US singer loses claims against Reach titles over under-aged girls story
American pop star PJ Proby has lost complaints against Reach titles the Mirror, Teeside Live and Leeds Live following a story in which he said he had “not been in a relationship for 22 years because he only wants to date underage girls”.
The 80-year-old said the Mirror gave a “distorted impression” of comments he made in an interview with the newspaper published online on 27 March. He also filed complaints against sister Reach regional titles Teeside Live and Leeds Live - neither of which was upheld either.
Proby, who has toured for six decades and also played Elvis Presley in stage shows, complained to the Independent Press Standards Organisation under Clause 1 (Accuracy) of the Editors’ Code of Practice about articles in Leeds and Teeside Live stating that his concerts on their respective patches had been cancelled because of the interview.
He claimed that his comments had been hypothetical, light-hearted, and not to be taken seriously, and denied he was attracted to underage girls.
In the article, he had said: “The last lady in my life was Elizabeth Conway in 1997. She was 13 when I met her. I don’t think there’ll be another because it’s against the law.
“I won’t marry a girl I can’t raise from the age of 12, 13 or 14. I like that they’re young and fresh-looking and don’t come with baggage – nobody’s messed with their heart and broken it.”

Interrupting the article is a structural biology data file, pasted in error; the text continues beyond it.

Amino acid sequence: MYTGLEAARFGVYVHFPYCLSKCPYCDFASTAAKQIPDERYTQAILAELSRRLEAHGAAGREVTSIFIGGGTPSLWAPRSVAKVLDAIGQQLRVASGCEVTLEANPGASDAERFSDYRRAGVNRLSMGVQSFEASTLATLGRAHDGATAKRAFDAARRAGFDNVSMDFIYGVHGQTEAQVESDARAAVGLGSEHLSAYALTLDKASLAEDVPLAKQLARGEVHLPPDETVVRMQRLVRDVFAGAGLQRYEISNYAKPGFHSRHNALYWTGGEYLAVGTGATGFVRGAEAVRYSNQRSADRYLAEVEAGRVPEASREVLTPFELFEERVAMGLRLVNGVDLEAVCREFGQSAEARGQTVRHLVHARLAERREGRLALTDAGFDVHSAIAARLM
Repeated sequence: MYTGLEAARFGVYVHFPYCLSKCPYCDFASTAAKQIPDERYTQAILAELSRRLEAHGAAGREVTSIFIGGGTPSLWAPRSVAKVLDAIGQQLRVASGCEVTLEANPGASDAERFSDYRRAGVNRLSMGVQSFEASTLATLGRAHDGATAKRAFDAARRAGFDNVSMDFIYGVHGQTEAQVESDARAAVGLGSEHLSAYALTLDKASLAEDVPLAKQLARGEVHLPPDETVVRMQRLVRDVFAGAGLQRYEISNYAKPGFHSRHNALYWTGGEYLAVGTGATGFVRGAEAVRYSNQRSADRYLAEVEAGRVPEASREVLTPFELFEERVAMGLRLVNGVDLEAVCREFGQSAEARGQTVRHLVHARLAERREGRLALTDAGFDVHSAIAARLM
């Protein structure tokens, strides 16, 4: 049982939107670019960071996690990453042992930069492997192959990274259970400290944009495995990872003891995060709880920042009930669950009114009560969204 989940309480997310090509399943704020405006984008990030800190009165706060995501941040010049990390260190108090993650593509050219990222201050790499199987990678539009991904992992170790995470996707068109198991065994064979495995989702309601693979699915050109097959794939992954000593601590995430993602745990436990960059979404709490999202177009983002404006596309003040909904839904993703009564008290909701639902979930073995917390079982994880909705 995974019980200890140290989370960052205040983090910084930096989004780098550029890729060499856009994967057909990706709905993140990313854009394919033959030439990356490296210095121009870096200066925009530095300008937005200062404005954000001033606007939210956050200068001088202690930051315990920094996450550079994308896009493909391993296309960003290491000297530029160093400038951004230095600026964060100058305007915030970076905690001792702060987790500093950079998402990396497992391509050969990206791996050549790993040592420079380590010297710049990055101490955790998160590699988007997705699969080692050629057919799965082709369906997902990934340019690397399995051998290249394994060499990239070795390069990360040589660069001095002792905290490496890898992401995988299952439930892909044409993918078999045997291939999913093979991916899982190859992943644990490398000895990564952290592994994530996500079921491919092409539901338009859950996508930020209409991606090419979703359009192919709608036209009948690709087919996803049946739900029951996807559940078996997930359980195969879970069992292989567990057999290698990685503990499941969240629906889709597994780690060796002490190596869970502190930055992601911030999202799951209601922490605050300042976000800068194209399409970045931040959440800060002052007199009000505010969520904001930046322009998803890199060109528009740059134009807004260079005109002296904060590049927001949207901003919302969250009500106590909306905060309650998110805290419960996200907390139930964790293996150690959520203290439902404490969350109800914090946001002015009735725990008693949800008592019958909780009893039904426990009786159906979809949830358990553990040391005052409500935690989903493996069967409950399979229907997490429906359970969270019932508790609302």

The Mirror also reported that Proby felt paedophile Jimmy Savile – who had been a friend of his – had been “undeserving of condemnation”. Proby admitted the paper had reported his comments accurately but “had presented them out of context”. He also denied making the comment about Savile.
He said the Mirror’s report suggested he had dated Conway when she was 13 but in fact he had only met her at that age and dated her 20 years later. The title agreed to publish a clarification on that point online but denied any breach of the IPSO code.
It provided a transcript of its interview to the regulator and denied its use of quotes was misleading or inaccurate, noting that Proby had not contested the accuracy of the quotes. IPSO ruled that the Mirror was not in breach of Clause 1 (accuracy).
The regulator’s Code Committee said: “The complainant had stated at interview that the youngest girl he’d ‘been out with’ was 12, and he would not marry a girl that he ‘could not raise from the age of 13 or 14’; he had also indicated a preference for girls which were ‘young and fresh-looking’ and ‘still in school’.
“In this context, the committee was satisfied that the comments made by the complainant, and relied upon by the newspaper, provided a sufficient basis for the manner in which it had characterised the complainant’s views; it was not a failure to take care over the accuracy of the article, to report that the complainant had ‘boasted’ or shown a ‘lust’ for girls under the age of 16, in those circumstances.”